It is not finished. These images are "in progress" photos. -- Russ
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Malachi Constant
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« Reply #6 on: July 18, 2016, 04:07:19 AM »

It needs nail heads ... razor-saw woodgrain ... and antlers!  Cool
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« Reply #7 on: July 18, 2016, 05:11:53 AM »

Essentiall it's not my place to post here after I didn't manage to post at least anything in your amazing "Wood?" thread - indeed I was tempted to evince my compunction that Chuck AND Marc seemed to have gone mercenary, but discarded that, facing the danger of being sent off to the corner. As astonishing your results are there, to my eyes here in the second picture the structure's texture is simply paper ... and maybe this results from the paper fibres following one straight direction at one sheet of paper. For very sure the direct sun lighting has a share in that for over 90 percent. I'm a bit clueless if that is some helpful criticism without seeing the finished structure`.

Volker
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« Reply #8 on: July 18, 2016, 05:16:57 AM »

The grain is good. The overall tone OK, but I agree with Ray that as it stands is too even. The brownish tinting at the top where the wood is less exposed to sunlight and water doesn't yet look like any weathered unpainted wood color I've seen, but different climates + different woods = different effects.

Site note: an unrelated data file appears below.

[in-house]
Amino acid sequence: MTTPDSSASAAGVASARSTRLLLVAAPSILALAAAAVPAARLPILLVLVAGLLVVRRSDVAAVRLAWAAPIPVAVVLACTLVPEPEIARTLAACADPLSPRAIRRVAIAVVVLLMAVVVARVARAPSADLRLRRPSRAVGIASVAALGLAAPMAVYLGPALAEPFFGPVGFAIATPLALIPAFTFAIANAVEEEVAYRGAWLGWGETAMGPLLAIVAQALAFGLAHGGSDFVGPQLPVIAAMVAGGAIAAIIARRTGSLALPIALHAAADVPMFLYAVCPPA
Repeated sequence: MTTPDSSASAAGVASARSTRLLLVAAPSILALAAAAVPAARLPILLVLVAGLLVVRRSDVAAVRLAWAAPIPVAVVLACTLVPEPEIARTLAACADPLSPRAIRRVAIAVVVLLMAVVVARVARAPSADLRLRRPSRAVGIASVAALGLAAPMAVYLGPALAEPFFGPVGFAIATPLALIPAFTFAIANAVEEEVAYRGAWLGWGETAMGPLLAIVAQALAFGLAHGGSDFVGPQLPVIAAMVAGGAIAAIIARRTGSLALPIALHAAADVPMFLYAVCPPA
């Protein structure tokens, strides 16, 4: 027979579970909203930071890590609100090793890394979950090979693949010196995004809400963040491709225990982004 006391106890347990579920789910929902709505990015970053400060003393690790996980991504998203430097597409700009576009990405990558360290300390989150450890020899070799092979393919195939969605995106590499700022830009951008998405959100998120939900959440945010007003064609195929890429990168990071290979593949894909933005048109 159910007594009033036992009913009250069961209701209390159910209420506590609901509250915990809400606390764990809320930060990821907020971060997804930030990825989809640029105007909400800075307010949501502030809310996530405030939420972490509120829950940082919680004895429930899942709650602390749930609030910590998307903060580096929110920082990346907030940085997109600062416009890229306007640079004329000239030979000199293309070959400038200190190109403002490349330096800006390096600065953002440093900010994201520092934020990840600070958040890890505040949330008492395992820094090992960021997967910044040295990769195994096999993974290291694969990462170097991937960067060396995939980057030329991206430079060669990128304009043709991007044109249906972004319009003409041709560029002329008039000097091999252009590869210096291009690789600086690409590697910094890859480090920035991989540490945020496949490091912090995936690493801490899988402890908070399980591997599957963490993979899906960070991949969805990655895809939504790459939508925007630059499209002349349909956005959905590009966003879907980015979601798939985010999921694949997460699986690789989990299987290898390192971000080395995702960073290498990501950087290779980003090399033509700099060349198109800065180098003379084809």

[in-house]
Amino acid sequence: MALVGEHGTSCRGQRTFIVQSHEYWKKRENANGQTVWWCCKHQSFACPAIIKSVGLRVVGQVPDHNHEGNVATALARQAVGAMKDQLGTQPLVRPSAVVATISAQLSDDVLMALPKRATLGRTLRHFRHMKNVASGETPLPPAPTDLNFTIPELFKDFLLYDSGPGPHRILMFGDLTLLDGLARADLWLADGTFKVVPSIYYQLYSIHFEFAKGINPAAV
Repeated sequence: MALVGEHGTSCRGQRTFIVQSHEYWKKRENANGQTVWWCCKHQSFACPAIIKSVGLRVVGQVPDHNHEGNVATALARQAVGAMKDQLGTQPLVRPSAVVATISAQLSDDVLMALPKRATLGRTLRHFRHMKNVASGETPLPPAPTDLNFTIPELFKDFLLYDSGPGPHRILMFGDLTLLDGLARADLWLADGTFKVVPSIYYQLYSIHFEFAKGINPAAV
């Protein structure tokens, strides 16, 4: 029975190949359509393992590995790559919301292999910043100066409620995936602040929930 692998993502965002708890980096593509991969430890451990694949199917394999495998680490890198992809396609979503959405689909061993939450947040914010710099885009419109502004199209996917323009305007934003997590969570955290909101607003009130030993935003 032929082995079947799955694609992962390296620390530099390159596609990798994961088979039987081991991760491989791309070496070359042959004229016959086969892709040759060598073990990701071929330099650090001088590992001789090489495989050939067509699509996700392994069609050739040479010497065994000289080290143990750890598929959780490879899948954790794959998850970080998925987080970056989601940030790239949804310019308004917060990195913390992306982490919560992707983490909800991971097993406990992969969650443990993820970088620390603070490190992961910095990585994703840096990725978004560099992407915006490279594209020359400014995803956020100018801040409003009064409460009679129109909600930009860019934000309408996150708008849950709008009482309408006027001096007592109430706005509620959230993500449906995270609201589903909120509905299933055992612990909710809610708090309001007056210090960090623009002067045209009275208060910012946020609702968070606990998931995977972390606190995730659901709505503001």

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« Reply #9 on: July 18, 2016, 05:51:56 AM »

Correction: It's not the fibres or grain, it's some kind of repeating 'waves' on the surface, which gives it this 'uneven' touch, especially visible at the boards above the door, and I still think that's a feature of the paper surface.
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« Reply #10 on: July 18, 2016, 09:29:36 AM »

Tough group!....Allan
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Bill Gill
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« Reply #11 on: July 18, 2016, 11:39:29 AM »

Hmm, I can't see the 'waves' unless they are perhaps faint raised spots left where the paint dried in small pooled areas, or just artifacts in the low resolution the image itself?

Here are two wood photos, not sure what they add to the discussion except they are also board & batten. The first one is too new looking. It's on the inside of a recently rebuilt covered bridge, so it's protected from the sun and rain.